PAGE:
IMO, using printf to pipe commands into ed is better than sed -i. printf '%s\n' 'g/,888,/d' 'w' | ed -s msalik.txt The first arg to printf tells it to print each remaining argument separated by newlines (\n). Neither of the last two arguments really need quoting. I just quoted them as an example - some ed commands will need to be quoted. Why is ed ...


0

Well, I corrected the typo, which was certainly breaking the programme, and I fixed the syntax of the operator, also definitely breaking it. However (and this may seem ridiculous), once I corrected those issues, I preformed the valid=${#validCheck} operation manually to test the length of the string just in case and found that the directory's length was ...


1

To answer the question posed in the title succinctly: if [[ "$foo" -lt "$bar" ]]; then echo "$foo is less than $bar" fi The tests for integer comparisons are: n1 -eq n2 True if the integers n1 and n2 are algebraically equal. n1 -ne n2 True if the integers n1 and n2 are not algebraically equal. n1 -gt n2 True if the integer n1 is ...


0

Use ls -c to sort by ctime, and uniq to see if they're the same. ls -crntq | tail -4 | awk '{print $5}' | uniq -c | grep -q "^\s*4\s" && exit


2

GNU bash, version 4.1.2(1)-release (x86_64-redhat-linux-gnu) This works well. Here is the full script: #!/usr/bin/env bash clear number1=8 number2=2 printf 'The sum of %d and %d = %d\n' $number1 $number2 $(( number1 ** number2)) And you just use the chmod +x filename; ./filename If you use another shell, you may need to point the interpreter, and run ...


1

zsh -c 'zmodload zsh/stat [[ $(zstat -N +size -- *(.om[1,4])) =~ $'\''(.*)\n\\1\n\\1\n\\1'\'' ]]' && exit Would exit if the 4 newest non-hidden regular files in the current directory all have the same size. On a GNU system, you could also do: find . -maxdepth 1 ! -name '.*' -type f -printf '%T@ %s\n' | sort -rn | awk 'NR == 1 {v = $0}; v != ...


3

You appear to be running the script in the dash shell. The error message that you quote is what dash outputs when it's failing to understand the ** operator (dash doesn't have it). It's the same error you get if you try to multiply something with nothing: $ echo $(( 2 * )) dash: 14: arithmetic expression: expecting primary: " 2 * " Make sure that you ...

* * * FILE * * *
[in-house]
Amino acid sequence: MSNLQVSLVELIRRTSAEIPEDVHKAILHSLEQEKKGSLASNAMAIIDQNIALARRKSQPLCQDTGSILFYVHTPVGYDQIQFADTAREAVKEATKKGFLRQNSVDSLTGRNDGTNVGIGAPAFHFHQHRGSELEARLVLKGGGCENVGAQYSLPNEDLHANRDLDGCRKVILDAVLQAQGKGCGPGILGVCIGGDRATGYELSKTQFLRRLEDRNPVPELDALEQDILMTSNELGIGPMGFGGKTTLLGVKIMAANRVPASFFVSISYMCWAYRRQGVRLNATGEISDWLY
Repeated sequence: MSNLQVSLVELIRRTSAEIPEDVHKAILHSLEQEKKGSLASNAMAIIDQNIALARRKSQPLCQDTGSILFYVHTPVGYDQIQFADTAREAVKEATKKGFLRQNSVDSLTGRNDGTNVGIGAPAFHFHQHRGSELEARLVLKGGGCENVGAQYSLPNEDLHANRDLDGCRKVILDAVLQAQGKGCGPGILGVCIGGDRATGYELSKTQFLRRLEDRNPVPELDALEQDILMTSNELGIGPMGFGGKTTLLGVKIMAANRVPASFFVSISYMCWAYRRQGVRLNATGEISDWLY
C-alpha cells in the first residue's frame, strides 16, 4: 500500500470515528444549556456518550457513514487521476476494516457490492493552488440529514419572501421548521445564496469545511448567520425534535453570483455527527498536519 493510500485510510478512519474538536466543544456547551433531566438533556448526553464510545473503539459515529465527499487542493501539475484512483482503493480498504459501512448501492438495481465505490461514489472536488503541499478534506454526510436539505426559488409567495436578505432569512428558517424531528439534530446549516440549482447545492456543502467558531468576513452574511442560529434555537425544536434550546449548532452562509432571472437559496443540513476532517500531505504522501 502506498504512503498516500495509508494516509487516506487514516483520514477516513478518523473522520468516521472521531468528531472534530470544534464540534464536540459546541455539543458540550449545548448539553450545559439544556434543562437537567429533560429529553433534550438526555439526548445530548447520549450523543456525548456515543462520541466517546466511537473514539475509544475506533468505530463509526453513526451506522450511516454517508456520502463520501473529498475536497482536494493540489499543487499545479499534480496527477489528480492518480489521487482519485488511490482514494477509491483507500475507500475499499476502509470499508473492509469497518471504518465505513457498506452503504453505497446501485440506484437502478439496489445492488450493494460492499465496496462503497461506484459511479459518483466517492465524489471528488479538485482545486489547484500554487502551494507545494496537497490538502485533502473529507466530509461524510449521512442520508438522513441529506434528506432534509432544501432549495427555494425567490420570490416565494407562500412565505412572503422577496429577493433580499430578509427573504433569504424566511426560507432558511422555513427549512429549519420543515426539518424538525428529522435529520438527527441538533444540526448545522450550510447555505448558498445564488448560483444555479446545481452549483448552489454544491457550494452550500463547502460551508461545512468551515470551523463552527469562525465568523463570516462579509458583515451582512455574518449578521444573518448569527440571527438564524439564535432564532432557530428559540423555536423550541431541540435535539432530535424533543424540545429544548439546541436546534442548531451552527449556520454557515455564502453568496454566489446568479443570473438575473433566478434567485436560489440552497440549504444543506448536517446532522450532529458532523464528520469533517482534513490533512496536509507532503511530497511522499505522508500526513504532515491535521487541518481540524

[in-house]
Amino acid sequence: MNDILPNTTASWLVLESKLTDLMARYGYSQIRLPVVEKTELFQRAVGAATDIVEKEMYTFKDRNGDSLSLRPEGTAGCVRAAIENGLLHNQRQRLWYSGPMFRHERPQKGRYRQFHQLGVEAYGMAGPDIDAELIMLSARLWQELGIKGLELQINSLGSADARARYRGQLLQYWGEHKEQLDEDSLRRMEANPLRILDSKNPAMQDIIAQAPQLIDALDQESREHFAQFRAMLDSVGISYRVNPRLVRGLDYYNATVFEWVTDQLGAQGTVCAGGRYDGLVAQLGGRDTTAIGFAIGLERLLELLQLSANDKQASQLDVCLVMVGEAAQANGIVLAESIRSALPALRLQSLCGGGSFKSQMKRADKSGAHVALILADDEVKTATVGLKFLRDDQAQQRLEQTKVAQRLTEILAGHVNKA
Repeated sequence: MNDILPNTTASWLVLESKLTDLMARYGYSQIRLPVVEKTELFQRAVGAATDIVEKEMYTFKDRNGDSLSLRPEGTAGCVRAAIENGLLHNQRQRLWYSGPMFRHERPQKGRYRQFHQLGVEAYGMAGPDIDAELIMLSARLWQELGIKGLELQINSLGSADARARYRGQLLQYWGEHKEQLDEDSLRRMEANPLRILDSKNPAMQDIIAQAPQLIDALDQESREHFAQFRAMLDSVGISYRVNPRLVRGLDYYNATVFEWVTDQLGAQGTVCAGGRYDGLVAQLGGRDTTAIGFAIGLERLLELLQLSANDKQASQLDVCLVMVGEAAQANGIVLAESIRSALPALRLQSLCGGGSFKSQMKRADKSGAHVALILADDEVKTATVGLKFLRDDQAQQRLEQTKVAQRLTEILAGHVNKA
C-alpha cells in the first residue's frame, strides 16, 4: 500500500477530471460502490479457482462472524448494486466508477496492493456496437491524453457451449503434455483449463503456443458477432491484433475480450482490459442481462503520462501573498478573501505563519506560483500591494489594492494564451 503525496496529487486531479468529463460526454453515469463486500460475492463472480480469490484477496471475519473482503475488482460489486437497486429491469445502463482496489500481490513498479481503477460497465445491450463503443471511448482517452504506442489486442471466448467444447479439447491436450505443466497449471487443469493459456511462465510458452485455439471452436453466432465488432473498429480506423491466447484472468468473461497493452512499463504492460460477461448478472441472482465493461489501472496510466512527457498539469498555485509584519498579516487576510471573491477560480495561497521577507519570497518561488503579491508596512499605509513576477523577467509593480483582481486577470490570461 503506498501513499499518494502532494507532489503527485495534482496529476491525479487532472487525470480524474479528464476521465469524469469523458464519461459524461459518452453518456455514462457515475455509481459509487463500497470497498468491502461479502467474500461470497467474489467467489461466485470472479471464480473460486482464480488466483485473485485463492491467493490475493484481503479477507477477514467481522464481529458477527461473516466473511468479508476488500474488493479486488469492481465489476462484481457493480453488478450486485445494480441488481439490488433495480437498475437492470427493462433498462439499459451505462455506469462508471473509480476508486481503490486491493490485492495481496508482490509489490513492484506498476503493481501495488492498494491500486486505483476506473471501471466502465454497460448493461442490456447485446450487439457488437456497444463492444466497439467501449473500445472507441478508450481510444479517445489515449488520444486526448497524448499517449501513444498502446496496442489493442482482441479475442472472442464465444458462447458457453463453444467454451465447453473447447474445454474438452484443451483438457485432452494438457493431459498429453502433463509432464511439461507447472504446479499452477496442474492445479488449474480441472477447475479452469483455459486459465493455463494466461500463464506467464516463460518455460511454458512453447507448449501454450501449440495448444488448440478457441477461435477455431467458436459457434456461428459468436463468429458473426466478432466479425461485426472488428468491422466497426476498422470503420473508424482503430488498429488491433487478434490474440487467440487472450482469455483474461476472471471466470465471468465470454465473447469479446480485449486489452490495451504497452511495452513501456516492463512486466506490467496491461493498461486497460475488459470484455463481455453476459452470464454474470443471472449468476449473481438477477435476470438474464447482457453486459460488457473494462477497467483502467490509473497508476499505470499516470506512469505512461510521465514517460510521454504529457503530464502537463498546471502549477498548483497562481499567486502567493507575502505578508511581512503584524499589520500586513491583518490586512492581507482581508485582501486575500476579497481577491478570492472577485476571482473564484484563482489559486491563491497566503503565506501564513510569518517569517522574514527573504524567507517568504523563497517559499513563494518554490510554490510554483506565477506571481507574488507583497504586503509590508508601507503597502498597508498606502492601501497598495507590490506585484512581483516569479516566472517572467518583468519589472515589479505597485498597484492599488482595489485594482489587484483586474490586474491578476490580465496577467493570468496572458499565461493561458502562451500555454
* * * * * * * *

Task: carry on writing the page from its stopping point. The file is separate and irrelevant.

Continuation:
0

There are several places where you could have used a script besides ~/.bashrc or /etc/profile; without providing details on what changes you made, you will get only general advice. For instance, you might have modified or added a file in /etc/profile.d modified your ~/.profile or ~/.bash_profile run the terminal via a script (or desktop "launcher") You ...


0

Using grep grep -vw '888' infile.csv > outfile.csv If you want to edit inplace, sed -i.bak '/\b888\b/d' infile.csv Edit: To delete lines containing 888 only in 4th column sed -i.bak -r '/^(([^,]+,){3})888,/d' infile.csv


3

Using sed, sed '/888/d' filename You can use, -i option to edit file in-place like, sed -i.bak '/888/d' filename Note : .bak will keep backup of original file. Assuming, you want to get rid of lines which contains 888 on specific column, then you would want to use, awk -F"," '$4 != "888"' filename


0

A simple echo will remove space fromboth front and back db_cnt=$(echo $db_cnt) If you want to remove the whitespace just in front but want to preserve spaces at the end of variable, you can do it using sed as db_cnt=$(echo "$db_cnt" | sed 's/^ *//')


1

switch..case is most suitable when there is more than one choice for readability and maintainability (adding options). In terms of performance, both are pretty much the same.


2

Your script is working here. The only way to make it produce the same error you report is to make the variable db_ctdy_sr contain a new line: Add a new line: source db_count.ini db_ctdy_sr=$' 7\r' And then test the script: $ ./so Value of db:7 ")syntax error: invalid arithmetic operator (error token is " The value of db: //test if working //test if ...


0

I will add this : Dont make the script to be called directly, but to call a secondary script, the first script will be used to do log: #!/bin/bash [ "$USER" != "www-data" ] && exit set -a sudo realscript &>/var/log/myscript.log and the realscript: [ "$USER" != "root" ] && exit In sudo, put the realscript as sudo permitted ...


3

To trim whitespace from the front of db_cnt variable in bash use: db_cnt="${db_cnt#"${db_cnt%%[![:space:]]*}"}" Example: $ db_cnt=" 7" $ echo "$db_cnt" 7 $ db_cnt="${db_cnt#"${db_cnt%%[![:space:]]*}"}" $ echo "$db_cnt" 7 $ You can use the syntax to customise your script in whatever way you want.


0

To read data from the file that an executable is stored in: #!/bin/bash old_dir="$(pwd)" cd "$(dirname "$0")" this_dir="$(pwd)" cd "${old_dir}" unset old_dir # read from where executable is stored echo "${this_dir}/data" # read for present working directory echo "$(pwd)"


1

You have to add /var/lib/app/ directory to your PATH, not /var/lib/app/startapp.sh. To do this permanently, first take a look at your PATH environment variable by entering this command: echo $PATH The output you will get, will be something like: /usr/local/bin:/bin:/usr/bin/:usr/local/sbin:/usr/sbin/ ... You shouldn't alter the order, so while exporting ...


0